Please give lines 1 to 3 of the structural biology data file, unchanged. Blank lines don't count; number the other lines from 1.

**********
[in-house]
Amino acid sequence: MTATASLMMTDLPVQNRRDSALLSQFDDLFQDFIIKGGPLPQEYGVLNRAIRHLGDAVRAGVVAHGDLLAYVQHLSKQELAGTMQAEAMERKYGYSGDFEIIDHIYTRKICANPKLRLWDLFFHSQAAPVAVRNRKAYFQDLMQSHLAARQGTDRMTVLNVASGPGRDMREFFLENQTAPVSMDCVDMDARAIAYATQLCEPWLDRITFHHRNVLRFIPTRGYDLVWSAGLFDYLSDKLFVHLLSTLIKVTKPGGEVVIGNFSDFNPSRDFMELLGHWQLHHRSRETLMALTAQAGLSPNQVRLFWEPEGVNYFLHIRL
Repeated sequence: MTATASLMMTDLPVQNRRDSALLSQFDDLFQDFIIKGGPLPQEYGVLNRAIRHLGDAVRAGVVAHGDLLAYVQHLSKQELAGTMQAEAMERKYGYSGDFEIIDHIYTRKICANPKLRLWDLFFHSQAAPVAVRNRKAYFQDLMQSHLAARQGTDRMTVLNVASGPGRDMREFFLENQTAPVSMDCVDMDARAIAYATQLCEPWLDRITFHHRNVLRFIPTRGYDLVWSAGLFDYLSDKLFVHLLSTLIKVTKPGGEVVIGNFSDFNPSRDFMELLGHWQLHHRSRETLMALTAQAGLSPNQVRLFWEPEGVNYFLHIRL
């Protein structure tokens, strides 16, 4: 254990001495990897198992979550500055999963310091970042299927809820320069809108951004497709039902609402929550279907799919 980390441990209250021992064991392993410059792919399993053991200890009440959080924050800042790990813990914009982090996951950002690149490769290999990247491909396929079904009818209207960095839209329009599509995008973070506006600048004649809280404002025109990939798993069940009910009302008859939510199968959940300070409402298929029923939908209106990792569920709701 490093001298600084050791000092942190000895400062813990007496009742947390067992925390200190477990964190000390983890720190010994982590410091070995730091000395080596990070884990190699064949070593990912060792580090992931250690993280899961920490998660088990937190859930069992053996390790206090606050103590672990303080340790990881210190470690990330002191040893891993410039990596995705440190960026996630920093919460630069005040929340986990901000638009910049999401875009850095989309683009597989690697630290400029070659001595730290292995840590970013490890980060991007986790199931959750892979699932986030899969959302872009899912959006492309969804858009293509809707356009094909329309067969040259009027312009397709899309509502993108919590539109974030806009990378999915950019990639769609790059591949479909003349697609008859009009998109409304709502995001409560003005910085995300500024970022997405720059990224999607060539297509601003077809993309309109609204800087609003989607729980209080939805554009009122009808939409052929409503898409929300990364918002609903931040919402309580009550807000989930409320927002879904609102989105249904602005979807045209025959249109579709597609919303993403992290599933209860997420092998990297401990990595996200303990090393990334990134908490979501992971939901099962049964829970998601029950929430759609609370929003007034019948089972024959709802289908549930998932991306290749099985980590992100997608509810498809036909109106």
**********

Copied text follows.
[in-house]
Amino acid sequence: MTATASLMMTDLPVQNRRDSALLSQFDDLFQDFIIKGGPLPQEYGVLNRAIRHLGDAVRAGVVAHGDLLAYVQHLSKQELAGTMQAEAMERKYGYSGDFEIIDHIYTRKICANPKLRLWDLFFHSQAAPVAVRNRKAYFQDLMQSHLAARQGTDRMTVLNVASGPGRDMREFFLENQTAPVSMDCVDMDARAIAYATQLCEPWLDRITFHHRNVLRFIPTRGYDLVWSAGLFDYLSDKLFVHLLSTLIKVTKPGGEVVIGNFSDFNPSRDFMELLGHWQLHHRSRETLMALTAQAGLSPNQVRLFWEPEGVNYFLHIRL
Repeated sequence: MTATASLMMTDLPVQNRRDSALLSQFDDLFQDFIIKGGPLPQEYGVLNRAIRHLGDAVRAGVVAHGDLLAYVQHLSKQELAGTMQAEAMERKYGYSGDFEIIDHIYTRKICANPKLRLWDLFFHSQAAPVAVRNRKAYFQDLMQSHLAARQGTDRMTVLNVASGPGRDMREFFLENQTAPVSMDCVDMDARAIAYATQLCEPWLDRITFHHRNVLRFIPTRGYDLVWSAGLFDYLSDKLFVHLLSTLIKVTKPGGEVVIGNFSDFNPSRDFMELLGHWQLHHRSRETLMALTAQAGLSPNQVRLFWEPEGVNYFLHIRL